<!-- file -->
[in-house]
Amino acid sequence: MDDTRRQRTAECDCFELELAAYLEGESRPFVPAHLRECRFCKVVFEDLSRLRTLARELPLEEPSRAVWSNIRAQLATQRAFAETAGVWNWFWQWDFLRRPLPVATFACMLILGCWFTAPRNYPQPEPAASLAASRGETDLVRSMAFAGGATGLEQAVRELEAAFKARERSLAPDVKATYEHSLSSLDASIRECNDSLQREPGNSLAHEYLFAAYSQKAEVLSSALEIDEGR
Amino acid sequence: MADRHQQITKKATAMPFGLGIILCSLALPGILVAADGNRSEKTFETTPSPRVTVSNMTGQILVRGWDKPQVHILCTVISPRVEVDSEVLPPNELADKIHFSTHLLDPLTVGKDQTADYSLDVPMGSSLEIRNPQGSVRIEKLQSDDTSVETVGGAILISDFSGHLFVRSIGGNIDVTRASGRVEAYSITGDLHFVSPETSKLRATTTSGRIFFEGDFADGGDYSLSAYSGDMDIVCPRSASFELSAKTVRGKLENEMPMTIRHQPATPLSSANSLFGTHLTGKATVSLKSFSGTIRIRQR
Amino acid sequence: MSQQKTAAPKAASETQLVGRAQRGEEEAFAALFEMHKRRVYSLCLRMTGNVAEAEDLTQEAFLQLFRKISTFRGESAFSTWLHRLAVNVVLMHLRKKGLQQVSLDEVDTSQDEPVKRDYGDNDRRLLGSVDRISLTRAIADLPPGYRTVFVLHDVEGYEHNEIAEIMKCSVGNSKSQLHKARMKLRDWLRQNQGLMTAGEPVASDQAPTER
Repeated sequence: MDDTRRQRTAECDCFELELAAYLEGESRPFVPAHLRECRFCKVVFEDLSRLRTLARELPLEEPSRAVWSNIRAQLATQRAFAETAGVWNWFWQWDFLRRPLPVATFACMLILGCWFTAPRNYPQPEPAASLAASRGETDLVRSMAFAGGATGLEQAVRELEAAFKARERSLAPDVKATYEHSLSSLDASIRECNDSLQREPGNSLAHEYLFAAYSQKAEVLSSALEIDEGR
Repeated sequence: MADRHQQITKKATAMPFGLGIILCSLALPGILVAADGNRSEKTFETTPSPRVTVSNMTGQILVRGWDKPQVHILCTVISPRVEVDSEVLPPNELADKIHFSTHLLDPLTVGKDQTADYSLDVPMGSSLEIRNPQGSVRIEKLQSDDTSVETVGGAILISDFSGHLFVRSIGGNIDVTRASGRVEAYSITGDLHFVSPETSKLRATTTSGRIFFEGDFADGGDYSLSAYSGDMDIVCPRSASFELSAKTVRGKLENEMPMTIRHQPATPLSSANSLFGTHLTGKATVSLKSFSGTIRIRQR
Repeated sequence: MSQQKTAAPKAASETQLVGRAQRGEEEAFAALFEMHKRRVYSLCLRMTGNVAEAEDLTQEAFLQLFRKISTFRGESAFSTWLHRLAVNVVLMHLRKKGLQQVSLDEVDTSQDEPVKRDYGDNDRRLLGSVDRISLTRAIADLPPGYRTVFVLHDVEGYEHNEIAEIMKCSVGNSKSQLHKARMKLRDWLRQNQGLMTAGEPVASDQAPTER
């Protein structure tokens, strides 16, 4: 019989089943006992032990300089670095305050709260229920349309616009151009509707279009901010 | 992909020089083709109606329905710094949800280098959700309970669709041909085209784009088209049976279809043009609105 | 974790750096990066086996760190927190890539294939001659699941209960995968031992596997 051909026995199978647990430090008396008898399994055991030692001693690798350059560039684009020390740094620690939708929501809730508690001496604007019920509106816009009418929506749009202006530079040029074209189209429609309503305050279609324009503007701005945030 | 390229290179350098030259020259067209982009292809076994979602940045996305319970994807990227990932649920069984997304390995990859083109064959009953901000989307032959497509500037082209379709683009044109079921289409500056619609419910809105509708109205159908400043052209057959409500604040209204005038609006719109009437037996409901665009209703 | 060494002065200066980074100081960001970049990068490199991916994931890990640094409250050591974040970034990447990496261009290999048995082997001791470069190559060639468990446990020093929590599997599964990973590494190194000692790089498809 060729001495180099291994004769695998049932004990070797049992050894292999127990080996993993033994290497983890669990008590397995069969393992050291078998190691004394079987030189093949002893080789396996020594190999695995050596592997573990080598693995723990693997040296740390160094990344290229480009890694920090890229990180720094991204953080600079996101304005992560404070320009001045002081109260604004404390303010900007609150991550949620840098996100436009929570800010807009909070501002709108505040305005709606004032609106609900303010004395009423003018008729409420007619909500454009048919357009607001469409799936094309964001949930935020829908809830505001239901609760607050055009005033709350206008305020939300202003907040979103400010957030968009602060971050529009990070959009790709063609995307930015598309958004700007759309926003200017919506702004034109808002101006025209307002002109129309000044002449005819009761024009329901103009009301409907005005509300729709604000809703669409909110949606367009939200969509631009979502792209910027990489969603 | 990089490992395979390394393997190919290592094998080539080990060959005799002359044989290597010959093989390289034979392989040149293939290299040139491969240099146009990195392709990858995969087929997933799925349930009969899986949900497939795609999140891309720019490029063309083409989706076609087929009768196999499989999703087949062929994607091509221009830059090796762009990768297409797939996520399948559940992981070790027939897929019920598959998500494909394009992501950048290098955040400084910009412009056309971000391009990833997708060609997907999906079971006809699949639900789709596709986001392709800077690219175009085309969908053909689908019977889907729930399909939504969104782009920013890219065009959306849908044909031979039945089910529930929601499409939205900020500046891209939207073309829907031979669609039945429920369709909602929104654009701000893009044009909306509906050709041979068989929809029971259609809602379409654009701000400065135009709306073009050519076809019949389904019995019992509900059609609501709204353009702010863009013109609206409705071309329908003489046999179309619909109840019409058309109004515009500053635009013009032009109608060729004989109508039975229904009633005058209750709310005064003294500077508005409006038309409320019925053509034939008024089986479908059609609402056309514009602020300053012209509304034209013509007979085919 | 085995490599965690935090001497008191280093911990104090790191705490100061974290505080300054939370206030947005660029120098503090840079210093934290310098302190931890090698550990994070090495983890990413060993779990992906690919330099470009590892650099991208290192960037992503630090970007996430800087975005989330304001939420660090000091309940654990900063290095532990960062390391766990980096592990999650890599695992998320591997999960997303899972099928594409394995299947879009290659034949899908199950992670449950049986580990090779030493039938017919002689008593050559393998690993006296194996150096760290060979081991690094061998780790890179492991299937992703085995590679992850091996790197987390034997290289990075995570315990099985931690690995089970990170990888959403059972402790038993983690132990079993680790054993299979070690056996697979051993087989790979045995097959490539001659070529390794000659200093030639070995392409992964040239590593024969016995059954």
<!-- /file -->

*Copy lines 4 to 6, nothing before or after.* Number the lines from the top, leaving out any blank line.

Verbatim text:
Amino acid sequence: MSQQKTAAPKAASETQLVGRAQRGEEEAFAALFEMHKRRVYSLCLRMTGNVAEAEDLTQEAFLQLFRKISTFRGESAFSTWLHRLAVNVVLMHLRKKGLQQVSLDEVDTSQDEPVKRDYGDNDRRLLGSVDRISLTRAIADLPPGYRTVFVLHDVEGYEHNEIAEIMKCSVGNSKSQLHKARMKLRDWLRQNQGLMTAGEPVASDQAPTER
Repeated sequence: MDDTRRQRTAECDCFELELAAYLEGESRPFVPAHLRECRFCKVVFEDLSRLRTLARELPLEEPSRAVWSNIRAQLATQRAFAETAGVWNWFWQWDFLRRPLPVATFACMLILGCWFTAPRNYPQPEPAASLAASRGETDLVRSMAFAGGATGLEQAVRELEAAFKARERSLAPDVKATYEHSLSSLDASIRECNDSLQREPGNSLAHEYLFAAYSQKAEVLSSALEIDEGR
Repeated sequence: MADRHQQITKKATAMPFGLGIILCSLALPGILVAADGNRSEKTFETTPSPRVTVSNMTGQILVRGWDKPQVHILCTVISPRVEVDSEVLPPNELADKIHFSTHLLDPLTVGKDQTADYSLDVPMGSSLEIRNPQGSVRIEKLQSDDTSVETVGGAILISDFSGHLFVRSIGGNIDVTRASGRVEAYSITGDLHFVSPETSKLRATTTSGRIFFEGDFADGGDYSLSAYSGDMDIVCPRSASFELSAKTVRGKLENEMPMTIRHQPATPLSSANSLFGTHLTGKATVSLKSFSGTIRIRQR